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August 13, 2021
Idiosyncrasies: The Happy Birthday Song

3. That’s me, Here I am: I’m the birthday girl.

2. I told the person that I think I’m this way from growing up in a large family. Before everybody moved off and started creating their own sub-units of family, we functioned like a unit for a time: and because there were a lot of people, it was always someone’s birthday. It’s like that Seinfeld episode, or if you’ve ever actually worked in the hell of an office environment like I have like that where the office is literally singing happy birthday or orientation to someone every week. Like the dysfunctional family’s strategy for family member retention. Birthday cake and ice cream every week. Singing that damn happy birthday song every week, Stevie Wonder version cause I’ve got a black family.

1. I told someone recently that I guess that was my idiosyncrasy: Remembering people’s birthdays. And they thought that was funny, but I’m serious. I talk to you once and maybe never again, but if you’ve told me your birthday, good chances are that I’ll remember your birthday for the rest of my life. Even if I don’t talk to you anymore, even if I ever hated you I’ll say, Oh, it’s February 2, I wonder what Frank is doing for his birthday today? If I know what day or month it is that is. I’ve never been good with days of the week, or months of the year, or years, really: time; I thought I’d be turning 39 this year; but turns out I lost track and made myself 38 for like 2 years and surprise I’ll be 40. But I’ll remember your birthday. I’m long gone, but I’ll still remember the party every week.

Happy Birthday.

Sincerely,

The Unwitting Memoirist


July 31, 2021
*E Pluribus Unum: Out of many, One

Do not put your hand with the wicked to be an unrighteous witness. You shall not follow a crowd to do evil;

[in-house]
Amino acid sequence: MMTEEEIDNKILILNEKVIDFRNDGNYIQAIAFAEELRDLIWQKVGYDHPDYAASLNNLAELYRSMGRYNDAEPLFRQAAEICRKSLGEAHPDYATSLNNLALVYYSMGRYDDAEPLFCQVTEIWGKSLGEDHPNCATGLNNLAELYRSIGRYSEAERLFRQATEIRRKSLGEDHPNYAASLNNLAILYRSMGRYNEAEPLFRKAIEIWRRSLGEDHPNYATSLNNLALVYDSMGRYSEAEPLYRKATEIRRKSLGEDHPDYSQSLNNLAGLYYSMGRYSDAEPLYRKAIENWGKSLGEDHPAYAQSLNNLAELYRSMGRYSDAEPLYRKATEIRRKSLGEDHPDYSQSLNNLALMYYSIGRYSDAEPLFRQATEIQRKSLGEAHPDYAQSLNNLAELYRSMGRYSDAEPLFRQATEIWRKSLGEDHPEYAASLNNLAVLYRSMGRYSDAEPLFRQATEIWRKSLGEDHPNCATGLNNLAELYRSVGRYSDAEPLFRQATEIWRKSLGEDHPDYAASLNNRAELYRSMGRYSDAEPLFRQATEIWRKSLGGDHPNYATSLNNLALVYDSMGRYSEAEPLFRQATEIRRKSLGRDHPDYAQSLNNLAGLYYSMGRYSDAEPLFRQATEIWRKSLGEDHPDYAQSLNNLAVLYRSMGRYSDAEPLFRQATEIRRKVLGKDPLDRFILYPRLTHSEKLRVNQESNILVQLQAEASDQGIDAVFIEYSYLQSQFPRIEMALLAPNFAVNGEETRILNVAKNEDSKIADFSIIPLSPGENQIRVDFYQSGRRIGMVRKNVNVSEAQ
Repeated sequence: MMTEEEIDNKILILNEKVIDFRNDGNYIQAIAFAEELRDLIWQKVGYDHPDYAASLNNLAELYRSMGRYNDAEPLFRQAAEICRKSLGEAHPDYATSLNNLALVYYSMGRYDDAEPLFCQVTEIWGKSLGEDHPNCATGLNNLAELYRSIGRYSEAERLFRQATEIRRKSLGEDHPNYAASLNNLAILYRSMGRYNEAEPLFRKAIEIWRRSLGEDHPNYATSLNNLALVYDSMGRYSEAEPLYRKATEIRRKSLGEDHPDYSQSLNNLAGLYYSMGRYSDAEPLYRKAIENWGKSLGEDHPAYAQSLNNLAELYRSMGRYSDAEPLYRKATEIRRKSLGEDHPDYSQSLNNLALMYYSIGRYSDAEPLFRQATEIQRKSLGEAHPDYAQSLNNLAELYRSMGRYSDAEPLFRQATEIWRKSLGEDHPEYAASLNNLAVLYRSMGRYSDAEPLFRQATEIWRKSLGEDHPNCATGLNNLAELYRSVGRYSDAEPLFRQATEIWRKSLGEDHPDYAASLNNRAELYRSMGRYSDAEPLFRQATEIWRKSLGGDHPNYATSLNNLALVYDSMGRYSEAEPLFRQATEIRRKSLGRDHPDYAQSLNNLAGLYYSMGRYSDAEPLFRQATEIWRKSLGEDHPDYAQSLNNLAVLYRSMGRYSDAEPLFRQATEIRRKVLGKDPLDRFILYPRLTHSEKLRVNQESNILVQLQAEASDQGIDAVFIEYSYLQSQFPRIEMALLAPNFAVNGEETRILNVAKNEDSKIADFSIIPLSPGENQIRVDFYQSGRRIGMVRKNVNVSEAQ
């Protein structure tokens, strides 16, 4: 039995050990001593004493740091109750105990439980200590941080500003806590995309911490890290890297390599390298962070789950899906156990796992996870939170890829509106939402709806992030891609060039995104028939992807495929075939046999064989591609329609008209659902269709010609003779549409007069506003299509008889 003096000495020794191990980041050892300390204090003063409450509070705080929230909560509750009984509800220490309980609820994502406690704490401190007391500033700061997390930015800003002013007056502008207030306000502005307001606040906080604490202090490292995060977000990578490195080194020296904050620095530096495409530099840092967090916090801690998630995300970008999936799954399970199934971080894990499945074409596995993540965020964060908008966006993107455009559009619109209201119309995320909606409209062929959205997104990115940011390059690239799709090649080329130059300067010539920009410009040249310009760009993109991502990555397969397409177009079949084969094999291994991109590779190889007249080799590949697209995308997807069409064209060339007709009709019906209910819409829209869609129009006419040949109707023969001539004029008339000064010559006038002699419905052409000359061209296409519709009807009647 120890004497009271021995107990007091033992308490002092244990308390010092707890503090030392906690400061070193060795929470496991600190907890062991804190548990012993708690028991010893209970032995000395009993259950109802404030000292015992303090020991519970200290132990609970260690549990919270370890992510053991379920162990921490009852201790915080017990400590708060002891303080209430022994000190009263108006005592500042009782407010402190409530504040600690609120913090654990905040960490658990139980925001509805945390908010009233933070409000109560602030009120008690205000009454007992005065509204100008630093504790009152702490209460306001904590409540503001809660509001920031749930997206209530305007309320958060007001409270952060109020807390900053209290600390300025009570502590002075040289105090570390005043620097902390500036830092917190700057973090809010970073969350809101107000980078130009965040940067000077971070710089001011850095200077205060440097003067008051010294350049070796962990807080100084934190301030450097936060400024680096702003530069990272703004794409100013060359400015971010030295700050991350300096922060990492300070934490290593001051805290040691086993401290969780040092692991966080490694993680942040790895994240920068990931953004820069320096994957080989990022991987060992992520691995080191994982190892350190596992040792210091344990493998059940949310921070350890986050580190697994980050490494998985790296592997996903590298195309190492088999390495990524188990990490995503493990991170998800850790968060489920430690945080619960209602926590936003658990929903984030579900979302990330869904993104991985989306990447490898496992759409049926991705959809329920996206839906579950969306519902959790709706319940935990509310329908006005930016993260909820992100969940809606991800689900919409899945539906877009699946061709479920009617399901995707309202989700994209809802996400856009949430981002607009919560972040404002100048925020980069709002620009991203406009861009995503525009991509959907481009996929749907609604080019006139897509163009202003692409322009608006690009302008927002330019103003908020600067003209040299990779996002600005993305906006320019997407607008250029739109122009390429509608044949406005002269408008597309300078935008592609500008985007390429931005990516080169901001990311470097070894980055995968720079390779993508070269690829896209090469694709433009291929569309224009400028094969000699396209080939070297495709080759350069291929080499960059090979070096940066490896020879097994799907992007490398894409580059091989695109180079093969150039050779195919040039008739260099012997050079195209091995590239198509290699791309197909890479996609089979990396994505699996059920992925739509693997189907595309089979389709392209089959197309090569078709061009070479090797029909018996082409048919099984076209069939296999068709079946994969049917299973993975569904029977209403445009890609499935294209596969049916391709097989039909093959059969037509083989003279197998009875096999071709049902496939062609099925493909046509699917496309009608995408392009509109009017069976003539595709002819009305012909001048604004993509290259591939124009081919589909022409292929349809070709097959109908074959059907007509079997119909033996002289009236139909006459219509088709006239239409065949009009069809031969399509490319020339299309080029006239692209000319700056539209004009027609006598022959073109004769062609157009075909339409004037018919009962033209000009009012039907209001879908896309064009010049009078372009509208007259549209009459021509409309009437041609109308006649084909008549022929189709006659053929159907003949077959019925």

Exodus 23:1-2

One of the very first things that happened right before I surrendered to God was that I stopped listening to people. I had quit my job; the money was running out, I was facing my first eviction but I didn’t want another job. Who would believe in a miracle with me?

When I think back to this time, I often think about Martin Luther, a monk and theologian who in the 16th century experienced a spiritual crisis brought on by the total corruption of the Catholic Church. Simony was rampant, a practice in which the Church “sold” repentance, and the papacy was bloated with land and money. In times like this when it seemed that society had gone too far, how could you trust the majority?

When I’d gone to people who claimed to believe in God, they never mentioned God but worldly advice. And I grew more agitated because I already knew what they would say—the way they’d been saying it my whole life, and I was afraid because I didn’t want to be alone with what I knew I had to do even though I’d been all my life.

And, well, you know the rest of the story. The 12 spies that God sent to scout Canaan returned with a bad report that spread fear through the Israelites and caused them to rebel against God’s plan for them. All but 2 of the spies. Caleb and Joshua out of the congregation implored that their faith be in the protection of God and not in the fear of the Canaanites. But the majority believed the false report over God and refused to enter the Promised Land; the Israelites called for a return to (slavery in) Egypt and the appointment of their own leader; and the stoning of Caleb and Joshua. Their anger punished them with 40 years of wandering in the wilderness because they could not overcome their fear, while Caleb alone inherited the Promised Land.

With the power of all that is Right in you, the world will fall around you, as the Catholic Church and the unity of medieval Christendom had begun collapsing—collapsed when Martin Luther posted his critiques or what came to be known as the 95 Theses on the Castle Church door, Wittenberg Germany in 1517.

I laughed with them about it all on the telephone the other day, recounting the afraid advice they’d given me way back, it seems, so long ago. They were stressed out, they said, always stressed—something always wrong. And I knew that to be me, still stuck in the world, wandering in the wilderness had I of listened.